Prince William's crew search for Russian sailors
Prince William's helicopter rescue crew carried out a fresh search Monday for five missing Russian seafarers after Moscow's ambassador to Britain thanked the royal pilot for his efforts saving two lives.
The Swanland, an 81-metre (265-foot) vessel in the Irish Sea, sent out a distress signal around 2:00 am (0200 GMT) Sunday when it was hit by a huge wave which ruptured its hull, coastguard officials said.
The Russian-crewed ship sank in a storm off the northwest coast of Wales, leaving one man dead, while two were winched to safety by a Royal Air Force (RAF) Sea King helicopter co-piloted by William, who is second in line to the British throne.
The pair were found clinging to lifeboats. Five remain missing.
Alexander Yakovenko, Russia's ambassador to London, wrote to William to thank the 29-year-old Duke of Cambridge for his efforts.
"All day long we were anxiously following the rescue operation searching for Russian seamen from the sunk Swanland vessel," he said.
"We know that you took an active part in the rescue and the two seamen were saved thanks to your selfless effort under the bad weather conditions.
"Let me express to you and your colleagues my deepest gratitude for saving the lives of the Russian citizens."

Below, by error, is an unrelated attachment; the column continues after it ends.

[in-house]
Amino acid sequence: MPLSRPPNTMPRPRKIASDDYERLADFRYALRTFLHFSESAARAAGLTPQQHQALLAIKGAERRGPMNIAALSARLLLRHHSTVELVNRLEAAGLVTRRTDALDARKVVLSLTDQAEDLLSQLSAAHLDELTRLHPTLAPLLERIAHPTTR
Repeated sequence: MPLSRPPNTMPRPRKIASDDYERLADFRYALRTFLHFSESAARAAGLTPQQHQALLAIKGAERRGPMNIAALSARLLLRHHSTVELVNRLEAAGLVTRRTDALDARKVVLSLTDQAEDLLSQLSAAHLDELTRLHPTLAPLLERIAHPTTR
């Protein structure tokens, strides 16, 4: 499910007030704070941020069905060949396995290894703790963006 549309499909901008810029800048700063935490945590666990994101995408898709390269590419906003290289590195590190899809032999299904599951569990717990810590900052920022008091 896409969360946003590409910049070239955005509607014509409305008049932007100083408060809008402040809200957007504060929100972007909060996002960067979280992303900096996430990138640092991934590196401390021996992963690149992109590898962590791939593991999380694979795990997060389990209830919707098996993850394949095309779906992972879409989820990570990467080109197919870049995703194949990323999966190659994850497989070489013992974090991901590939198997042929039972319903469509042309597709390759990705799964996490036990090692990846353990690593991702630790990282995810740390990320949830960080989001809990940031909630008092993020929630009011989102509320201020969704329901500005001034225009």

Coastguards said they and an RAF helicopter carried out a further search Monday but did not find the missing five seamen.
They covered 105 miles (170 kilometres) of the northwest Wales coast and found some additional wreckage, including a life jacket and a life ring.
"Sadly we still have not been able to locate the missing seafarers. We will carry out one final search at low water," said Ray Carson, the Holyhead Coastguard watch manager.
Rescue crews on water and in the air covered 300 square miles (775 square kilometres) of the Irish Sea on Sunday.
The Swanland was transporting 3,000 tonnes of limestone around the British coast.
The ship was owned by a Britain-based company, Torbulk, and was flying the flag of the Cook Islands, according to shipping websites and media reports.
© 2011 AFP